I’m sad to say it, but I didn’t know about ssh_config until last week. Sometimes you think you’re not that bad at what you do, but then there’s just something that makes you realize you don’t know as much as you think.

A long time ago, I obtained a copy of wireless hacks from a talk that was given on campus. Most of it were things I’d already thought of, the rest uninteresting. A good book for anyone who doesn’t know anything about using wireless networking to their advantage. There was mention of using bash shortcuts to ssh into remote machines easily.

So, instead of typing ssh -X -Y -A ekg2002@canberra.cc.columbia.edu each time I wanted to remotely log into a Columbia machine, I put that exact line into a executable file somewhere in my path. That way, I could just type $ canberra at my prompt and be logged in.

The problem with this scheme is that I can’t easily, say, scp to the same machine. I always found this to be annoying.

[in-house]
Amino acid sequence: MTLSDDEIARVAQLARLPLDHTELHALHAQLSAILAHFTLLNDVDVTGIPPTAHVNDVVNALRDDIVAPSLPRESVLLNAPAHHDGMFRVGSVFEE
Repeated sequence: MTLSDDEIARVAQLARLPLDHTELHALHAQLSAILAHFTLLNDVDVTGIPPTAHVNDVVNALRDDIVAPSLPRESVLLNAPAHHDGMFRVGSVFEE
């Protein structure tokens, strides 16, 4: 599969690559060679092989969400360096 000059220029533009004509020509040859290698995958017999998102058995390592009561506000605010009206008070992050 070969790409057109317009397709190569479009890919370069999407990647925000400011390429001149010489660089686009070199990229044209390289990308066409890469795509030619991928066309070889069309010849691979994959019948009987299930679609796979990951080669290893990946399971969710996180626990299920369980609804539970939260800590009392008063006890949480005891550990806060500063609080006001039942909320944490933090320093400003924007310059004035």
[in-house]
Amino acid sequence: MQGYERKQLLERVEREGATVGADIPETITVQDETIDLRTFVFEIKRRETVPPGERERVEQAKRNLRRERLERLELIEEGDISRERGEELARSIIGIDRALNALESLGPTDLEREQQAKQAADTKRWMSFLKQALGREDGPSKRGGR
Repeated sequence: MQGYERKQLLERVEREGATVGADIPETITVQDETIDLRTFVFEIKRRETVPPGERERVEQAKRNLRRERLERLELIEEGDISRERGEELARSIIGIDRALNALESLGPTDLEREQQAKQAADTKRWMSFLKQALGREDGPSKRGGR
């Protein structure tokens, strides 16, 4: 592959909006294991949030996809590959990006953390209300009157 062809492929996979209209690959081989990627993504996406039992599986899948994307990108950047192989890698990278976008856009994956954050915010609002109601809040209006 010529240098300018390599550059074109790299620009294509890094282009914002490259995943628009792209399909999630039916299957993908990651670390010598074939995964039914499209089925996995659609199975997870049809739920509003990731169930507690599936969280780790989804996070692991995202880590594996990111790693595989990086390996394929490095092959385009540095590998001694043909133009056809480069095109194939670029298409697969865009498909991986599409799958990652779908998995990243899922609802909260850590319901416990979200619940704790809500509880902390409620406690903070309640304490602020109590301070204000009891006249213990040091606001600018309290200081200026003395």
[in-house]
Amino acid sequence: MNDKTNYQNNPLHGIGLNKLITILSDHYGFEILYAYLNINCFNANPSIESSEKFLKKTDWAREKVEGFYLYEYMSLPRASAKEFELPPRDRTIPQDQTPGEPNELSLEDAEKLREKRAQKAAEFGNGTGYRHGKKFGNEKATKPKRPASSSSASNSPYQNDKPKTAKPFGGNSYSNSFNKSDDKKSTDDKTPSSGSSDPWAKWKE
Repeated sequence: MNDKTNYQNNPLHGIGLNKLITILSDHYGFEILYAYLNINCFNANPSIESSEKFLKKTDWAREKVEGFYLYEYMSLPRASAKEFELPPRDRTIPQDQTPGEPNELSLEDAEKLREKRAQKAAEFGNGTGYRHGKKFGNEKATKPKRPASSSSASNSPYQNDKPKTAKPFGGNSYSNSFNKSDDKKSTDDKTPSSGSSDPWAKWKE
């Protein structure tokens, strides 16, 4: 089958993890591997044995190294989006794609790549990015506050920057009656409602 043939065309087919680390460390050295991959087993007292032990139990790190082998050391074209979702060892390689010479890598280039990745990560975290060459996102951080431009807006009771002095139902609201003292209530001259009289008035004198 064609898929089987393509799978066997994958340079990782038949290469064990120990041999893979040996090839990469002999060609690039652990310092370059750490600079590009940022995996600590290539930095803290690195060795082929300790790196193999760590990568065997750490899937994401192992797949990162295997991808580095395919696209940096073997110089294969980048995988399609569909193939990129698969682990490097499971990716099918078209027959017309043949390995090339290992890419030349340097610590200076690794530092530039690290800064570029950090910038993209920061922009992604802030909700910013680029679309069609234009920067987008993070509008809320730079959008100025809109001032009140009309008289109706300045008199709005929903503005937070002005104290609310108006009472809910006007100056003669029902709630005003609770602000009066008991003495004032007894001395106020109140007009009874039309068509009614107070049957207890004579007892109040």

Then I found ssh_config. It allows you to define host shortcuts in a single file including any ssh options. man ssh_config gives lots of information on it. So, to replicate the above ssh command, I add this to ~/.ssh/config: Host canberra HostName ekg2002@canberra.cc.columbia.edu User ekg2002 ForwardAgent yes ForwardX11 yes ForwardX11Trusted yes

I can do this for all machines to which I ssh regularly. This is beneficial for two reasons: I can ssh and scp equally easily and I can manage this file centrally (and install it on all of my hosts). The downside is that I have four more characters to type to connect to a given host (which can be reduced to two through aliasing).